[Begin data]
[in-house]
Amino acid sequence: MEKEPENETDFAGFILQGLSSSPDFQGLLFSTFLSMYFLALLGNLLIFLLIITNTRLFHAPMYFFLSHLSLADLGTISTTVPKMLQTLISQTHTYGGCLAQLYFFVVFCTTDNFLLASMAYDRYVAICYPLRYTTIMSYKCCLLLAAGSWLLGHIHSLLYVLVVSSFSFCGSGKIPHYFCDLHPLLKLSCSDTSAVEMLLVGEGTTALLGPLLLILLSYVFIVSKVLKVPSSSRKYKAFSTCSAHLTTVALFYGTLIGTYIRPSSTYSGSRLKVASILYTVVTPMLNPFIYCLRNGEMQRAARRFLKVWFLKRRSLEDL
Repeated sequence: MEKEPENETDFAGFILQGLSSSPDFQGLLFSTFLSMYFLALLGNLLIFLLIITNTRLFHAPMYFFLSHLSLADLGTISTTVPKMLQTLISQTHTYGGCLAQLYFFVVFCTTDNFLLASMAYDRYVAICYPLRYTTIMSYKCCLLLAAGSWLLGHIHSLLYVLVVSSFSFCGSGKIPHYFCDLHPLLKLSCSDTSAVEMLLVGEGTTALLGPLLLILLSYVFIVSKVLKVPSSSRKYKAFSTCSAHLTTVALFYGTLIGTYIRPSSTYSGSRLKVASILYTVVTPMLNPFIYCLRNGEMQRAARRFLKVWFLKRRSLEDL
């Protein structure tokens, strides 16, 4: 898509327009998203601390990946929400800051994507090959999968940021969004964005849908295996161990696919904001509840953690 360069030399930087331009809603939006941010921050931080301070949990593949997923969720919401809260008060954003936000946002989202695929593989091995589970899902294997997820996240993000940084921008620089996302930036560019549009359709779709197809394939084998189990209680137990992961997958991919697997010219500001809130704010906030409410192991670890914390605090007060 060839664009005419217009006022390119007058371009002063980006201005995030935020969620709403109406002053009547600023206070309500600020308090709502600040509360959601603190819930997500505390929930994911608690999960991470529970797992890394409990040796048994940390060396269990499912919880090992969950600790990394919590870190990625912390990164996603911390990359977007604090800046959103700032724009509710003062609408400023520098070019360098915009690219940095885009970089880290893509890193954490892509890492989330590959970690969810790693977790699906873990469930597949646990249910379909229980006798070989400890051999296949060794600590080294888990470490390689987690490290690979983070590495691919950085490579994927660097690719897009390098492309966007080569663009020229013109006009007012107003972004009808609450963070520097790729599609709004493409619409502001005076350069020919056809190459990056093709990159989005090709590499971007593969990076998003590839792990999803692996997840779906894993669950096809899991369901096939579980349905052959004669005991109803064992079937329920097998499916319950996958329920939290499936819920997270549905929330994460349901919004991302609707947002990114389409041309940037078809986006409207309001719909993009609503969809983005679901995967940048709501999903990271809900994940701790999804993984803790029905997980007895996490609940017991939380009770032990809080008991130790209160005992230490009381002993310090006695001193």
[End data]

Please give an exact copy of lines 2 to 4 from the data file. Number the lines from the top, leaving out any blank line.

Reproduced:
Amino acid sequence: MEKEPENETDFAGFILQGLSSSPDFQGLLFSTFLSMYFLALLGNLLIFLLIITNTRLFHAPMYFFLSHLSLADLGTISTTVPKMLQTLISQTHTYGGCLAQLYFFVVFCTTDNFLLASMAYDRYVAICYPLRYTTIMSYKCCLLLAAGSWLLGHIHSLLYVLVVSSFSFCGSGKIPHYFCDLHPLLKLSCSDTSAVEMLLVGEGTTALLGPLLLILLSYVFIVSKVLKVPSSSRKYKAFSTCSAHLTTVALFYGTLIGTYIRPSSTYSGSRLKVASILYTVVTPMLNPFIYCLRNGEMQRAARRFLKVWFLKRRSLEDL
Repeated sequence: MEKEPENETDFAGFILQGLSSSPDFQGLLFSTFLSMYFLALLGNLLIFLLIITNTRLFHAPMYFFLSHLSLADLGTISTTVPKMLQTLISQTHTYGGCLAQLYFFVVFCTTDNFLLASMAYDRYVAICYPLRYTTIMSYKCCLLLAAGSWLLGHIHSLLYVLVVSSFSFCGSGKIPHYFCDLHPLLKLSCSDTSAVEMLLVGEGTTALLGPLLLILLSYVFIVSKVLKVPSSSRKYKAFSTCSAHLTTVALFYGTLIGTYIRPSSTYSGSRLKVASILYTVVTPMLNPFIYCLRNGEMQRAARRFLKVWFLKRRSLEDL
């Protein structure tokens, strides 16, 4: 898509327009998203601390990946929400800051994507090959999968940021969004964005849908295996161990696919904001509840953690 360069030399930087331009809603939006941010921050931080301070949990593949997923969720919401809260008060954003936000946002989202695929593989091995589970899902294997997820996240993000940084921008620089996302930036560019549009359709779709197809394939084998189990209680137990992961997958991919697997010219500001809130704010906030409410192991670890914390605090007060 060839664009005419217009006022390119007058371009002063980006201005995030935020969620709403109406002053009547600023206070309500600020308090709502600040509360959601603190819930997500505390929930994911608690999960991470529970797992890394409990040796048994940390060396269990499912919880090992969950600790990394919590870190990625912390990164996603911390990359977007604090800046959103700032724009509710003062609408400023520098070019360098915009690219940095885009970089880290893509890193954490892509890492989330590959970690969810790693977790699906873990469930597949646990249910379909229980006798070989400890051999296949060794600590080294888990470490390689987690490290690979983070590495691919950085490579994927660097690719897009390098492309966007080569663009020229013109006009007012107003972004009808609450963070520097790729599609709004493409619409502001005076350069020919056809190459990056093709990159989005090709590499971007593969990076998003590839792990999803692996997840779906894993669950096809899991369901096939579980349905052959004669005991109803064992079937329920097998499916319950996958329920939290499936819920997270549905929330994460349901919004991302609707947002990114389409041309940037078809986006409207309001719909993009609503969809983005679901995967940048709501999903990271809900994940701790999804993984803790029905997980007895996490609940017991939380009770032990809080008991130790209160005992230490009381002993310090006695001193």